Yes2 (7%)3 (10%)
Fiberoptic grade† initial
 1/2/3/4/510/12/3/3/24/15/5/4/20.47
Fiberoptic grade† at 10 min
 1/2/3/4/510/8/7/3/25/13/6/4/20.55
Airway quality
 Clear30 (100%)30 (100%)1.00
 Intermittent partial obstruction00
 Intermittent complete obstruction00
 Complete obstruction00
No airway manipulation required30 (100%)30 (100%)1.00
Intracuff pressure at end of case; cmH2O62 (55–66 [28–78])
Type of ventilation
 Controlled3 (10%)4 (13%)0.09
 Pressure support25 (83%)18 (60%)
 Spontaneous2 (7%)8 (27%)
Intra-operative complications
 None30 (100%)29 (97%)0.31
 Airway related‡00
 Blood on removal01 (3%)
Postoperative complications
 None30 (100%)25 (83%)0.07
 Dysphonia (sore throat)01 (3%)
 Dysphagia (sore throat)04 (14%)
 Cough00

There were no statistically significant differences with regard to success rates of device insertion, airway leak pressures (initial and at 10 min), gastric insufflation, fibreoptic grade of view (initial and at 10 min), quality of airway achieved, number of airway manipulations, and complications between the air-Q SP and LMA Unique. All devices in both groups were successfully placed at the first attempt. All patients in both groups had a clear airway without the need for airway manipulation. There were no instances of device failure during maintenance of anaesthesia, or conversion to a tracheal tube.

There were statistically significant differences for time to successful placement and subjective ease of placement between the devices (Table 2). Blood on the device was only seen with one patient, who received the LMA Unique, which had also been moderately difficult to place. Follow-up phone calls revealed five patients with postoperative complaints, all from the LMA Unique group: one with dysphonia and four children with dysphagia; all five children complained of a sore throat, including the child with bloodstaining on the LMA Unique. Children with a sore throat had intracuff pressures of 58, 63, 64, 73, 78 cmH2O. There were no episodes of gastric regurgitation, aspiration, laryngospasm, bronchospasm, or stridor in any of the patients.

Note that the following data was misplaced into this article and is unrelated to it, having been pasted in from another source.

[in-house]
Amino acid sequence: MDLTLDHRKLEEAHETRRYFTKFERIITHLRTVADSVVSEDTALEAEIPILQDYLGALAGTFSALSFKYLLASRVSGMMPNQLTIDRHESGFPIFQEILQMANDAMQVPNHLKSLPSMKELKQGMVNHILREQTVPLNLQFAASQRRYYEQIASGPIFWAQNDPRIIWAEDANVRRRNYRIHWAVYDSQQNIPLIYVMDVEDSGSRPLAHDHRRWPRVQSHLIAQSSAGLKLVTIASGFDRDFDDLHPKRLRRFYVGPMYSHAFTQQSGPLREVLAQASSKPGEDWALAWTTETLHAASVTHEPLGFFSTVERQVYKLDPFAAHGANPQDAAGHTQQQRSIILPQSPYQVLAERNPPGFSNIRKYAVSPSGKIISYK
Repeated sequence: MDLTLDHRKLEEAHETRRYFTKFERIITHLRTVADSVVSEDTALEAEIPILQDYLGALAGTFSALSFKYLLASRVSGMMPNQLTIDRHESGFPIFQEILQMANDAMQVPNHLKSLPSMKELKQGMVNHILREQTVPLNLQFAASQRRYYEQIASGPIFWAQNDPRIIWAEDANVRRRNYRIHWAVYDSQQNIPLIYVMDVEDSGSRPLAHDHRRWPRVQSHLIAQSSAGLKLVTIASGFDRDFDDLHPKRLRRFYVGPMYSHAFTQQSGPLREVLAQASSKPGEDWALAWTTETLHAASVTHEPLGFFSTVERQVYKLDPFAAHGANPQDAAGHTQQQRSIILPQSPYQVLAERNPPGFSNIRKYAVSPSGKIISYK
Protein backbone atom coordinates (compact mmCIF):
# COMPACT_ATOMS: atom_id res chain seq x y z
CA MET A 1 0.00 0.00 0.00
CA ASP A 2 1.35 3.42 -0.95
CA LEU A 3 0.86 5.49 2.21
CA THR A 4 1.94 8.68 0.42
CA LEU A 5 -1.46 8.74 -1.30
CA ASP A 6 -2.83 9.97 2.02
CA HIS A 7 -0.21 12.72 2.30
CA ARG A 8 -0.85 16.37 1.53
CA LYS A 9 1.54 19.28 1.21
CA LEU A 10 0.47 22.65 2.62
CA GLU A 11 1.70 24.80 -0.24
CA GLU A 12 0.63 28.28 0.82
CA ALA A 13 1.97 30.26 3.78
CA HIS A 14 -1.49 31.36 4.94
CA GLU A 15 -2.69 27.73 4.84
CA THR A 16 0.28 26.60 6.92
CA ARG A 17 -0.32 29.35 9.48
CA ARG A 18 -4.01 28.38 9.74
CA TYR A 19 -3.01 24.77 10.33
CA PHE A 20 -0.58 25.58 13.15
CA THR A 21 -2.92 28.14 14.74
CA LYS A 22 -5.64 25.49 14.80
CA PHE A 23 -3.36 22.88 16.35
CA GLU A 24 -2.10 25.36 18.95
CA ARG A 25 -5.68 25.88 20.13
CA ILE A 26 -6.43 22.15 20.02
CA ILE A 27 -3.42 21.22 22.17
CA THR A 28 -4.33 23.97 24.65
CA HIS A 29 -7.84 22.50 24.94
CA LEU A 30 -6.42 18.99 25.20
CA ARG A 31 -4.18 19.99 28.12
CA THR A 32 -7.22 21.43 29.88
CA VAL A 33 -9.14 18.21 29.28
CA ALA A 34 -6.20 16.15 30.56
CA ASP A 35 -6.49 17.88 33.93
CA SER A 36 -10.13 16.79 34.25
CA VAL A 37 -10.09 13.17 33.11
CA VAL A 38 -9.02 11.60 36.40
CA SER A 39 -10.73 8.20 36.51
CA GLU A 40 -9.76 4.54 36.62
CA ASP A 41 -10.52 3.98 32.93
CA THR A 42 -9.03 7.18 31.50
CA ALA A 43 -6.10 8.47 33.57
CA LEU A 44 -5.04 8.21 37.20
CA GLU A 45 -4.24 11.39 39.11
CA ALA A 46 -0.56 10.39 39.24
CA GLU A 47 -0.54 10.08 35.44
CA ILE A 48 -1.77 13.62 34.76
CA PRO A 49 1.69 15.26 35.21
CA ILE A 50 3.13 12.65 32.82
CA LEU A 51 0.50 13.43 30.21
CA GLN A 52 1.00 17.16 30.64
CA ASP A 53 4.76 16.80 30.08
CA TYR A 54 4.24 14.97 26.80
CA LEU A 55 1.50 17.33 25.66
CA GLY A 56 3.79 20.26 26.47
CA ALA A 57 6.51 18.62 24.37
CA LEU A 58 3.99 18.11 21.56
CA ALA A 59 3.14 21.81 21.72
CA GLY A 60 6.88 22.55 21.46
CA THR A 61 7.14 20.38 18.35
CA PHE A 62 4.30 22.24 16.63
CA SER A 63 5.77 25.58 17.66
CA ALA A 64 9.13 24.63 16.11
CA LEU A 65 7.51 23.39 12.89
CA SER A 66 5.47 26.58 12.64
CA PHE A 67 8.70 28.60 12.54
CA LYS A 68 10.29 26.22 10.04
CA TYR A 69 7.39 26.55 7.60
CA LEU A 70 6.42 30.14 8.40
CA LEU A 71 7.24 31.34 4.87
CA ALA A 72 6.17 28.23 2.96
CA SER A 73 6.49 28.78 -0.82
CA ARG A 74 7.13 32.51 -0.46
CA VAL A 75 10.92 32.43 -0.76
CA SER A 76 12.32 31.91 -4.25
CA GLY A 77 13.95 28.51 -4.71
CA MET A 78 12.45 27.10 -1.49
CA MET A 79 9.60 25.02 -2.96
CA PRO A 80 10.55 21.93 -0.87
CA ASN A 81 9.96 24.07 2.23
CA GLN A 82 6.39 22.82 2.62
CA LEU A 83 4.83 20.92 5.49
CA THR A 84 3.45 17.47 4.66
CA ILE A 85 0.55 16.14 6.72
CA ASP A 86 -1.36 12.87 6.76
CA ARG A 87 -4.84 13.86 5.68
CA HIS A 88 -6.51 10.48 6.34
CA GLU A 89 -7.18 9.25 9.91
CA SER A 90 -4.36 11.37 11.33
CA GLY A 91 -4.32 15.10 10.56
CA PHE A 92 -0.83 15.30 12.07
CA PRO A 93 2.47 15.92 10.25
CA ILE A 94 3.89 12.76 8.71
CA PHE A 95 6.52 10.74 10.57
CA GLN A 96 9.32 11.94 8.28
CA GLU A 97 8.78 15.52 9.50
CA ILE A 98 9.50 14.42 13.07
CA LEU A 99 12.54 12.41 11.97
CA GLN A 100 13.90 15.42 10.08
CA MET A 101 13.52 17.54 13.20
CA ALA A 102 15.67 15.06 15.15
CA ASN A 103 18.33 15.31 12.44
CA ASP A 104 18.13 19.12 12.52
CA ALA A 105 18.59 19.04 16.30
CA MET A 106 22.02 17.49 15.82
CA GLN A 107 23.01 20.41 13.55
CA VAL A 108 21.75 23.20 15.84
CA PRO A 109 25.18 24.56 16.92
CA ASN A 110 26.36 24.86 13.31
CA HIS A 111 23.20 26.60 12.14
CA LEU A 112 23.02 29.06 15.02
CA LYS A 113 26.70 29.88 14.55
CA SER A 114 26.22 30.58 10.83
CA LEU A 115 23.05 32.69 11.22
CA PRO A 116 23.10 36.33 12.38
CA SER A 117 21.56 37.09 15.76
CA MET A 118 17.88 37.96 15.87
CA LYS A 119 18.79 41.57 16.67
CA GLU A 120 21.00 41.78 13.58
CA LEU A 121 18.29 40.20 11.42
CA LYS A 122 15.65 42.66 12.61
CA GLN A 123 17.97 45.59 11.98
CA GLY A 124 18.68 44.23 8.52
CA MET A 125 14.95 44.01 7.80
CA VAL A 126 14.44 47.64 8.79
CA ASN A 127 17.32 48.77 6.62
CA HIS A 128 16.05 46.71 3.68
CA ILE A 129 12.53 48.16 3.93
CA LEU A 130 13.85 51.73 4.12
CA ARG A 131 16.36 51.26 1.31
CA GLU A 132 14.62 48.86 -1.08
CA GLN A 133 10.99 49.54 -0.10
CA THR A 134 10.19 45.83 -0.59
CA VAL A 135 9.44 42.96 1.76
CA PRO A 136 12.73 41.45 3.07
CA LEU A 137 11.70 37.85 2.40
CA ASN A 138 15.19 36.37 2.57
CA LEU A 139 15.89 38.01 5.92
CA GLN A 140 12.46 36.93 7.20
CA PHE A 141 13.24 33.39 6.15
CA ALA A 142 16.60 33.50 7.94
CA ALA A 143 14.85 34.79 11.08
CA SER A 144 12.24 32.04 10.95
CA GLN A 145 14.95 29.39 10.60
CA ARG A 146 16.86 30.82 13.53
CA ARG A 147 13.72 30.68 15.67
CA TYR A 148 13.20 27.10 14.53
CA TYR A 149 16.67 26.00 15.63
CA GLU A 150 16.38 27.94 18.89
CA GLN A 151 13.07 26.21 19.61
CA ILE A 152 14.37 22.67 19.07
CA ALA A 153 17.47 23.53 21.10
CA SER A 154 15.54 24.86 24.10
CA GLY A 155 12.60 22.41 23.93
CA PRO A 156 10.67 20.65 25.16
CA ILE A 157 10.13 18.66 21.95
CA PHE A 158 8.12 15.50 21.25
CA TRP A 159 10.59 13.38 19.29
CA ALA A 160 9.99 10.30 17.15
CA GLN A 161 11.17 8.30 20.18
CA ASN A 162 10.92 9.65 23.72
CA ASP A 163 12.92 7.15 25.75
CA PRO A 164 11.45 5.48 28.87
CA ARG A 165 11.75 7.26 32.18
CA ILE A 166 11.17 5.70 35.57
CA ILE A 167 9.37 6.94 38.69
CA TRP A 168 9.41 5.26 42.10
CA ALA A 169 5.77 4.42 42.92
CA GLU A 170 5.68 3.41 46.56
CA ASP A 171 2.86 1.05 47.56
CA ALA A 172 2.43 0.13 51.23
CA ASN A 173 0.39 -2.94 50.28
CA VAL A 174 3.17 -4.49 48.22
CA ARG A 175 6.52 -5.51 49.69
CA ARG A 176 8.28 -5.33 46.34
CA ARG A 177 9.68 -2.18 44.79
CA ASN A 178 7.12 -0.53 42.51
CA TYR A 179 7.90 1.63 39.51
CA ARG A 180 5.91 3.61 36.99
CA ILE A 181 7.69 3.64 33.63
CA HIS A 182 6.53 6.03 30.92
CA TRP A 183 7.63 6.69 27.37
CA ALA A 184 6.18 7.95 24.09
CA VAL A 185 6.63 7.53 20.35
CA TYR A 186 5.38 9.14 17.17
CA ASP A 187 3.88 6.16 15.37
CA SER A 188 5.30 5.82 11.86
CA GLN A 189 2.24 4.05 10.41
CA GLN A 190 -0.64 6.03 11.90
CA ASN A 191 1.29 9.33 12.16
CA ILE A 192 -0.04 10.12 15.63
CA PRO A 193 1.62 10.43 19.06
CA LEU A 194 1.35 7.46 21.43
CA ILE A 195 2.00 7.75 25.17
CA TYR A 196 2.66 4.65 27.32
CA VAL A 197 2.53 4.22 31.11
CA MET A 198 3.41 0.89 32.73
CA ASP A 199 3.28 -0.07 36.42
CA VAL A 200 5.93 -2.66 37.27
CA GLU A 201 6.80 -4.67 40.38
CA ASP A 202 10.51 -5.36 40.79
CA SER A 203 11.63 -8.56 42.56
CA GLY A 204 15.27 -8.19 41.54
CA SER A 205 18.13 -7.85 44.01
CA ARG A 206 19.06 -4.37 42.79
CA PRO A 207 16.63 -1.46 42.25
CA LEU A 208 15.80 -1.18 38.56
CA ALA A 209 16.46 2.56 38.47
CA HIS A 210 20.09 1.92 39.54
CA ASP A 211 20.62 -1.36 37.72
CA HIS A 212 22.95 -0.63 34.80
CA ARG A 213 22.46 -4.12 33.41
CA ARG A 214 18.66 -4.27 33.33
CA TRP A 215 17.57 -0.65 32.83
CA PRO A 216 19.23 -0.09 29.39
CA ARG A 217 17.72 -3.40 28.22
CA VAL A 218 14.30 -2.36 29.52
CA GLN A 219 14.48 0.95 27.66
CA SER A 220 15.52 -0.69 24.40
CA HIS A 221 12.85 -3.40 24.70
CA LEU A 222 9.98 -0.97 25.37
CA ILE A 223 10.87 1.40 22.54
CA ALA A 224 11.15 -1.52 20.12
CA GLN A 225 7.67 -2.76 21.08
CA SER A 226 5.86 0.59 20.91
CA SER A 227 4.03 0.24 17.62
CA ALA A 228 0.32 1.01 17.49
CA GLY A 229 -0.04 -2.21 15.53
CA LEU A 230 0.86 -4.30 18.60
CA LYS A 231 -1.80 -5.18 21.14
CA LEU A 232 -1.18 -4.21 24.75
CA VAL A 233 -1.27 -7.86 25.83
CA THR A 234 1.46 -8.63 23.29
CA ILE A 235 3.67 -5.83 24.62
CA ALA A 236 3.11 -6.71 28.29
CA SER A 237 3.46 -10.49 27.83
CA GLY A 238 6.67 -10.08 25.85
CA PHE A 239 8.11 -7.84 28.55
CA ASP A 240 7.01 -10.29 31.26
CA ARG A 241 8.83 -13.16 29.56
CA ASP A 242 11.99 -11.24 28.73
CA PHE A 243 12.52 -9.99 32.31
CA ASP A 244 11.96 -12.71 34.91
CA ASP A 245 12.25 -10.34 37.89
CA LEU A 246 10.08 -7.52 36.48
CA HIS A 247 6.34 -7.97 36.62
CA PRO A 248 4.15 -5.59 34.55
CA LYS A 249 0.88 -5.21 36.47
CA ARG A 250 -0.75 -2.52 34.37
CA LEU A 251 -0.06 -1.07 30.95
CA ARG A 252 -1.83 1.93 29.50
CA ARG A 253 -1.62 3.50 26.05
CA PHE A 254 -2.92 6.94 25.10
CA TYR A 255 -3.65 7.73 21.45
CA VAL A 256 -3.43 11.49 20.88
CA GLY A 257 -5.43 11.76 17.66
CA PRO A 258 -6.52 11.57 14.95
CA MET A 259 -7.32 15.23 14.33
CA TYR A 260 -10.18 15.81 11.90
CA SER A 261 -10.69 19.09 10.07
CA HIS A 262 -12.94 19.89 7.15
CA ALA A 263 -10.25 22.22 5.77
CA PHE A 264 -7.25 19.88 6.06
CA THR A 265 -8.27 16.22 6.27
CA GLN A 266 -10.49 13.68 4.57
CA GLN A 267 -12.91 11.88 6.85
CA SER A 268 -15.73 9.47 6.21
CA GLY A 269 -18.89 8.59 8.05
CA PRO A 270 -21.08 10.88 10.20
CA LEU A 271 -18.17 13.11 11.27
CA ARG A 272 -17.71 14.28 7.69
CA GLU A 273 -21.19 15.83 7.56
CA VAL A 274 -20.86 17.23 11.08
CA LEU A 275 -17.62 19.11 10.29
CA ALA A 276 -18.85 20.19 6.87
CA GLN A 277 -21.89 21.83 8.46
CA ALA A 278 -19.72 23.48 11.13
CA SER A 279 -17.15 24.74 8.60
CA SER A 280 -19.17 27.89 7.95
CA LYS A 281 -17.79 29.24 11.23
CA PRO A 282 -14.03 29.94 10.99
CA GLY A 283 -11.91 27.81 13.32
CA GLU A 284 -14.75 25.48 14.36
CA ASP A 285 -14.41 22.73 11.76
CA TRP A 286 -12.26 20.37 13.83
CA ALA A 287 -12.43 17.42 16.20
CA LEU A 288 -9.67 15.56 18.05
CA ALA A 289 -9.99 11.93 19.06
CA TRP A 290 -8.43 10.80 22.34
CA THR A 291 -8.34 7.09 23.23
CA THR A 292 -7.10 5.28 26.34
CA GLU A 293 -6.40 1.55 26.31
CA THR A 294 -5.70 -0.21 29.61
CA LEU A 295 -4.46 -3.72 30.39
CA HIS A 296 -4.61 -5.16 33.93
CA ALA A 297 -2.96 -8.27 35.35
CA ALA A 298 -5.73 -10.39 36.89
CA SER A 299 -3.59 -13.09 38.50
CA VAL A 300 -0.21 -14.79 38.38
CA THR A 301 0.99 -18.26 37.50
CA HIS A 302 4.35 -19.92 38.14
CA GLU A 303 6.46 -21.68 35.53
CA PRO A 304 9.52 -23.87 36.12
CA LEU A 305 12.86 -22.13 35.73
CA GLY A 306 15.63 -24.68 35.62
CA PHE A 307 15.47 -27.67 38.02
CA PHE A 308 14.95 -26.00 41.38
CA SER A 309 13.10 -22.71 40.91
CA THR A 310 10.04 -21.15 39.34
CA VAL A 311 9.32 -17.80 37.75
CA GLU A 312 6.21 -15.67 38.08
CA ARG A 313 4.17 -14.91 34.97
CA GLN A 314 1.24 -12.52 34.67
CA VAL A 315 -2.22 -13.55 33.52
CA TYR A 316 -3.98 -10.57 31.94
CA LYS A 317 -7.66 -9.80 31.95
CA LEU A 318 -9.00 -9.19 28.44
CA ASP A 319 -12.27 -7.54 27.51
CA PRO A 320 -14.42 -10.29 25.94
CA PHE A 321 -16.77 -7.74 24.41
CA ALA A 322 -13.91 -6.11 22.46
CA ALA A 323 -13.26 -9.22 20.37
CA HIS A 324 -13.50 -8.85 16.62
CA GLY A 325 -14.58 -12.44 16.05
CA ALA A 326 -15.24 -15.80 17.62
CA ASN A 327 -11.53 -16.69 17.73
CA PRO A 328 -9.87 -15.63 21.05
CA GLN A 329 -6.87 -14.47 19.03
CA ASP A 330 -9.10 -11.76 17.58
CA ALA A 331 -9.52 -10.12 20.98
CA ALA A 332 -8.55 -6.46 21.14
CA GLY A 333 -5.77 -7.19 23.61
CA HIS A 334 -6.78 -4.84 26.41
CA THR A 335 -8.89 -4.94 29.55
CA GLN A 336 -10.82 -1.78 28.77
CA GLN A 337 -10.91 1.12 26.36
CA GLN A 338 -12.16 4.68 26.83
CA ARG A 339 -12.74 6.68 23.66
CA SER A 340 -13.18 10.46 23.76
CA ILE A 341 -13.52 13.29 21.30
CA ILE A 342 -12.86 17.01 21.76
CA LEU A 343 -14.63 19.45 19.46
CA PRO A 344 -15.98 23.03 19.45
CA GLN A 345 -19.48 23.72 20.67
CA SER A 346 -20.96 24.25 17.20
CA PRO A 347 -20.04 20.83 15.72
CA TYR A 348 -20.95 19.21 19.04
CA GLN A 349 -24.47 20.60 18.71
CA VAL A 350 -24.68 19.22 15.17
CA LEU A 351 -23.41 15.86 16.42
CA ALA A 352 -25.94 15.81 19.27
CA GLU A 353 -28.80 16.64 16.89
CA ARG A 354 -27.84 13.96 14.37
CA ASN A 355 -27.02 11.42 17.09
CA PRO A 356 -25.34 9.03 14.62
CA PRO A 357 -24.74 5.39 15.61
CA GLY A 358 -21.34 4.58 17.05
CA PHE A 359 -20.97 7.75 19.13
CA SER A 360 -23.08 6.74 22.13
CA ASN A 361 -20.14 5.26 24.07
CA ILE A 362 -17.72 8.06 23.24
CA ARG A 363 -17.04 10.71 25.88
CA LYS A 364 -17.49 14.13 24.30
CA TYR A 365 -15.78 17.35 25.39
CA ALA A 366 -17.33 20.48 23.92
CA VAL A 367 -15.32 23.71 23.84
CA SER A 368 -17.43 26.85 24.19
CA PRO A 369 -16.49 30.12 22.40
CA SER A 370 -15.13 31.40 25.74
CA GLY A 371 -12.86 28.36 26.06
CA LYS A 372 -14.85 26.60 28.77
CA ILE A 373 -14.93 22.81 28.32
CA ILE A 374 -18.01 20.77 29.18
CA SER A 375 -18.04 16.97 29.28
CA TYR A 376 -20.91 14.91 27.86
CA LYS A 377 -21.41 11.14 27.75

Discussion

Our results suggest that the air-Q SP was faster to insert than the LMA Unique in children, although the clinical effect was marginal. The devices demonstrated similar airway leak pressures and overall clinical performance. The overall insertion success rates were similar to those reported by other randomised trials with the air-Q, LMA Unique, and classic LMA in children [4, 13, 14]. The airway tube of the air-Q SP is more flexible than the LMA Unique and could affect the subjective ease of placement, but insertion times were still faster with the air-Q SP. This is likely to be due to the elimination of the cuff inflation step for device placement, a finding also seen with the use of the i-gel in children [15]. The insertion times for the LMA Unique in this study are consistent with another randomised trial in children [16].

The airway leak pressures of the air-Q SP in this study were also similar to those reported with both the size-2 air-Q with an inflatable cuff [4, 6] and the size-2 air-Q SP [7] in children, but lower than in adult patients [3, 17]. The LMA Unique airway leak pressures at 10 min in this study were higher than with other randomised trials on the paediatric-sized classic LMA [14, 18, 19], and LMA Unique [13, 16]. An increase in airway leak pressure of both devices at 10 min may indicate some degree of moulding of the device in the posterior pharynx improving airway seal. Adjustments of the intracuff pressure are sometimes needed to maintain an adequate airway seal and prevent overinflation of the cuff when using supraglottic airways [20–22]. In this respect, the use of the air-Q SP may represent a benefit, as it may be more convenient than supraglottic airways with inflatable cuffs.